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Copyright and Intellectual Property Rights

Sharing data that you produced/collected yourself:

  • Data is not copyrightable (yet a particular expression of data can be, such as a chart or table in a book)
  • Data can be licensed; some data providers apply licenses that limit how the data can be used, such as to protect the privacy of participants in a study or guide downstream uses of the data (e.g., requiring attribution or forbidding for-profit use)
  • If you want to promote sharing and unlimited use of your data, you can make your data available under a Creative Commons CC0 Declaration to make this explicit.

Sharing data that you have collected from other sources:

  • You may or may not have the rights to do so, depending upon whether that data were accessed under a license with terms of use.
  • Most databases to which the UC Libraries subscribe are licensed and prohibit redistribution of data outside of UC. For more information on terms of use for databases licensed by the Libraries, contact UC3.

If you are uncertain as to your rights to disseminate data, UC researchers can consult with your campus Office of General Council. Note: Laws about data vary outside the U.S.

For a general discussion about publishing your data, applicable to many disciplines, see the ICPSR Guide to Social Science Data Preparation and Archiving (pdf).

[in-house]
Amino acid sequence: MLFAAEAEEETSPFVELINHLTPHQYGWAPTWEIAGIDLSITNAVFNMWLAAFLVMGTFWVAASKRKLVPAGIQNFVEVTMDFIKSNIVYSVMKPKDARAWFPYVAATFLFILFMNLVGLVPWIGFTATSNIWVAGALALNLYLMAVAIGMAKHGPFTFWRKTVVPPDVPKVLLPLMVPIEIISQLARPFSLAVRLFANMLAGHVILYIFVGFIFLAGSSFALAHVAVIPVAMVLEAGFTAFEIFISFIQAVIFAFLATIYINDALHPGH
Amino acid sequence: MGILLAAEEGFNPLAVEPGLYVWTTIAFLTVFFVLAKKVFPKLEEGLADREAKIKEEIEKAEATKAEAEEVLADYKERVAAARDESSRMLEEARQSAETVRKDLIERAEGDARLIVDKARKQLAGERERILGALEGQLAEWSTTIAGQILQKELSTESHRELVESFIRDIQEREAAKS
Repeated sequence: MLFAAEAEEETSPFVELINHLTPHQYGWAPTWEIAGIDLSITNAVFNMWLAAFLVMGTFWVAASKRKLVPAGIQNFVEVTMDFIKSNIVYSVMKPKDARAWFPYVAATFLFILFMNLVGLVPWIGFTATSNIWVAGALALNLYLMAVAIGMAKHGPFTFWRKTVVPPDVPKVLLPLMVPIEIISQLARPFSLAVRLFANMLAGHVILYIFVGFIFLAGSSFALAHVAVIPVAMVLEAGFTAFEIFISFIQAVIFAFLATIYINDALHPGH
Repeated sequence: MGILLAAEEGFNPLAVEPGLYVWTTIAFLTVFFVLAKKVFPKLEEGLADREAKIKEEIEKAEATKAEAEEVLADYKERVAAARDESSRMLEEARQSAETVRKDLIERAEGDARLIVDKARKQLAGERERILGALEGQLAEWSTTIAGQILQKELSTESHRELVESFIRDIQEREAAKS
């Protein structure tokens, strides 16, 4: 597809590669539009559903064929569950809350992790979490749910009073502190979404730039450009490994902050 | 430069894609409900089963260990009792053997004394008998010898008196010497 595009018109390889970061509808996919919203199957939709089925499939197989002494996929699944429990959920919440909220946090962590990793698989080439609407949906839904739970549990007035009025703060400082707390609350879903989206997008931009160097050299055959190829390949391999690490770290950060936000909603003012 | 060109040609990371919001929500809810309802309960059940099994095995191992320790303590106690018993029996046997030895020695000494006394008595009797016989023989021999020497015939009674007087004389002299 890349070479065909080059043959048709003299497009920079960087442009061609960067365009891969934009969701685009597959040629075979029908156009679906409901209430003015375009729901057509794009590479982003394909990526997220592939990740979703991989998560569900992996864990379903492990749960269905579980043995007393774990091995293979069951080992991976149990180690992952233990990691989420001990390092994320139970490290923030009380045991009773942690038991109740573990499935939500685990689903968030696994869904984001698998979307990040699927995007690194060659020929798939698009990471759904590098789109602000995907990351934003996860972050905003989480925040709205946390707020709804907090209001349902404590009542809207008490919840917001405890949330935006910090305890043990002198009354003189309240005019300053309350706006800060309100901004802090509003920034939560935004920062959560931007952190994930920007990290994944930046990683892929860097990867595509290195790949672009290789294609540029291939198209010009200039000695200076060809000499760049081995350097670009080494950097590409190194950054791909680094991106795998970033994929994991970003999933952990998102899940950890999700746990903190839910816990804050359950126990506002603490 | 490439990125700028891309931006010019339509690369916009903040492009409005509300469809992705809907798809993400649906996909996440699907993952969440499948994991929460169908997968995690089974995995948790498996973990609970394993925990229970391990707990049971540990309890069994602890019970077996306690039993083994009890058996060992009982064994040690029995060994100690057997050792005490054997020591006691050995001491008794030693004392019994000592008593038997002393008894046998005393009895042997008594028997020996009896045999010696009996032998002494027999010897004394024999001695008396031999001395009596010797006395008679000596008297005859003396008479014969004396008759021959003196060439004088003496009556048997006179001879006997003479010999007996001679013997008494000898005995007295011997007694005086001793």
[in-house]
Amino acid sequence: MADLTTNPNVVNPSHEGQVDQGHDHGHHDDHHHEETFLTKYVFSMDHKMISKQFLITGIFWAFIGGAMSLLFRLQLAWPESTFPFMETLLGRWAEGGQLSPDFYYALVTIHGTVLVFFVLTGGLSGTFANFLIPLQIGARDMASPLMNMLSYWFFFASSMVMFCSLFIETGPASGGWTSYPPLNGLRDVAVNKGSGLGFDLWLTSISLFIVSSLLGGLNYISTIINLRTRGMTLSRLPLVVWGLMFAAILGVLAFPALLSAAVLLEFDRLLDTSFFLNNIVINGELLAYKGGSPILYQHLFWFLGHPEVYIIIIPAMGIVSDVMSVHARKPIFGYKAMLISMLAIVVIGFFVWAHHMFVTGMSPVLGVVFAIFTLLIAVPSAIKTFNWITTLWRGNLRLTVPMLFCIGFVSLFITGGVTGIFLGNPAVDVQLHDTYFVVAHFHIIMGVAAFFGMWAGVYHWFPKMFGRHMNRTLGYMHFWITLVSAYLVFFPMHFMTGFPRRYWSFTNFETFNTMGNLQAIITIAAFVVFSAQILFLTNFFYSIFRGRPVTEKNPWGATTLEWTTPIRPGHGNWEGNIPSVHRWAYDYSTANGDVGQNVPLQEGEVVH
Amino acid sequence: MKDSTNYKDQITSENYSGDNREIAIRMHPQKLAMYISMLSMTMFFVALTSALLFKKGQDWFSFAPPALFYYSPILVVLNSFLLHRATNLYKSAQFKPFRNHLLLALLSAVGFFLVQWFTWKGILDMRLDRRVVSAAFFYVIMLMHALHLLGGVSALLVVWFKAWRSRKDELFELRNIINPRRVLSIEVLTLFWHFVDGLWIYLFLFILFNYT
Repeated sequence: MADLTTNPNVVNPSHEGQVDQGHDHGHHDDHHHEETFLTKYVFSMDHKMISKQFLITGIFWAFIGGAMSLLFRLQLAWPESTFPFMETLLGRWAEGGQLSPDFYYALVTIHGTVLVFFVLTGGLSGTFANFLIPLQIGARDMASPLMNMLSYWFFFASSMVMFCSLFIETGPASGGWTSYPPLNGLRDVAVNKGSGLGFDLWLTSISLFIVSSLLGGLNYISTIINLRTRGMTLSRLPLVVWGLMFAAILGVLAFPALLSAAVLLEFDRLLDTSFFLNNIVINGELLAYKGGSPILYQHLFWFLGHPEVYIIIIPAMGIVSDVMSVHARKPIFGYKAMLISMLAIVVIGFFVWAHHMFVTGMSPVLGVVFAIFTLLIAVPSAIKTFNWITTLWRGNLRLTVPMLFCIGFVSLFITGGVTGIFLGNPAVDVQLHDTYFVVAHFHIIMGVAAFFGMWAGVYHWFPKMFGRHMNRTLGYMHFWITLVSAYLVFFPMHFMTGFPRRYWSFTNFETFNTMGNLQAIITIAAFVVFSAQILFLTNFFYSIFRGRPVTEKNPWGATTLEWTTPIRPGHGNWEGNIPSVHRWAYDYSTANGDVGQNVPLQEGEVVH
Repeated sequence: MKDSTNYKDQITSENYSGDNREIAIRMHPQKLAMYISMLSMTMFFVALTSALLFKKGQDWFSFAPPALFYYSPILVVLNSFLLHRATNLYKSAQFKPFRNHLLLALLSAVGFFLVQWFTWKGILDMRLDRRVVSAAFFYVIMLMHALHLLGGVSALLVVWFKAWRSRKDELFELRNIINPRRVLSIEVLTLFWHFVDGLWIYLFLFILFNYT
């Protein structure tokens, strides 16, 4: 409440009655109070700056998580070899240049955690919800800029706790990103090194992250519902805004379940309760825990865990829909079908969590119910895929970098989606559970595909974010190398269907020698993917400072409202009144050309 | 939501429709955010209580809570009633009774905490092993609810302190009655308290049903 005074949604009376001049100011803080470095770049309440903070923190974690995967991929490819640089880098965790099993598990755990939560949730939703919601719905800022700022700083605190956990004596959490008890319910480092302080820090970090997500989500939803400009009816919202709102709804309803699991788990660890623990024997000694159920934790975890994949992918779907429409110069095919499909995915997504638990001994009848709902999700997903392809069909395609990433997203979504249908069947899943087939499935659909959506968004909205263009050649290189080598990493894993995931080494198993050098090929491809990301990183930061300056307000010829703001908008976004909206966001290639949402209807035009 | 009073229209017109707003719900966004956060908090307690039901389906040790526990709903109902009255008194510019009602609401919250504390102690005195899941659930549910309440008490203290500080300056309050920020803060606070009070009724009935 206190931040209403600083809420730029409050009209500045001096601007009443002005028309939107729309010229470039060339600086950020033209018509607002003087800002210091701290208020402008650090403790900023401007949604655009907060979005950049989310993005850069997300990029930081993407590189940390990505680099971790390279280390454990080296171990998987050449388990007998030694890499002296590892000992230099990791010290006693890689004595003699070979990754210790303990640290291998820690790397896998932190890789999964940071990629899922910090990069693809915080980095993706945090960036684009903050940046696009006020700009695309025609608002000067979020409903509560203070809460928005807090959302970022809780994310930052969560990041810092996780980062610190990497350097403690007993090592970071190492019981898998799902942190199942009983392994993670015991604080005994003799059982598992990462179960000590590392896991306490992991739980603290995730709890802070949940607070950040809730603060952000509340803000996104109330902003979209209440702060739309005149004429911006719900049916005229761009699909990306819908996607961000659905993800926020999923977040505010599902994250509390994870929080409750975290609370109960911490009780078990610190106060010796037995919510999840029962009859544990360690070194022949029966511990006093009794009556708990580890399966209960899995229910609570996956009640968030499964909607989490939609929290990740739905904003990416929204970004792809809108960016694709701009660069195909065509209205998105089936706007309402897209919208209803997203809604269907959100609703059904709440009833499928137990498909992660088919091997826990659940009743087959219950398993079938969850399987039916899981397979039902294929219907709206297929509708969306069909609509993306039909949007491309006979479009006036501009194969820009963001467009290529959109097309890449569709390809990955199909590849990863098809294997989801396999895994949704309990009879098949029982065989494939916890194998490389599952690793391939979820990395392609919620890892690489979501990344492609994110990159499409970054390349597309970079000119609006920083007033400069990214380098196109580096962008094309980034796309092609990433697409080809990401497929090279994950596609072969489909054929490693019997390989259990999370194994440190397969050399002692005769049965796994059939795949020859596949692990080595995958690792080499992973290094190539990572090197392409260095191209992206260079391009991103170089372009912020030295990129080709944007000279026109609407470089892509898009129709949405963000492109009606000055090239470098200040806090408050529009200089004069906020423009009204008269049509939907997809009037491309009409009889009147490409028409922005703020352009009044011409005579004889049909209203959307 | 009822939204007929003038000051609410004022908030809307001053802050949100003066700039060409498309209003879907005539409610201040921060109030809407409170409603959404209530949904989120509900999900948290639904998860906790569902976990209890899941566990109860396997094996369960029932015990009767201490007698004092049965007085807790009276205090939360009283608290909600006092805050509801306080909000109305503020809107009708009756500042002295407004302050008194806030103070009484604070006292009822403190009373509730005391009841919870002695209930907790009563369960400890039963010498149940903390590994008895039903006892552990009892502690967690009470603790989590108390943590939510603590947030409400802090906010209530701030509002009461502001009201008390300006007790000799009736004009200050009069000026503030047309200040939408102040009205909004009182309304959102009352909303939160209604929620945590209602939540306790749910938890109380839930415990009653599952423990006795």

Confidendiality (Ethical Concerns)

It is vital to maintain the confidentiality of research subjects for reasons of ethics and to ensure the continuing participation in research. Researchers need to understand and manage potential tensions between ethical requirements and other requirements for long-term and permanent retention and for the deposit of data in a repository or archive for the purposes of validating the research and furthering knowledge.

Researchers who wish to ethically share sensitive and confidential data can consider strategies like:

  • gaining informed consent that includes consent for data sharing (e.g. deposit in a repository or archive)
  • protecting privacy through anonymising data
  • considering controlling access to the data (e.g. through embargoes or access/licensing terms and conditions)

Credit to the University of Virginia's Scientific Data Consulting Group and the MIT Libraries for permission to use and adapt their data management planning pages, and to members of the UC3 community. Please send us any comments about these guidelines.

Creative
Commons License

Last updated: March 14, 2014
Document owner: Perry Willett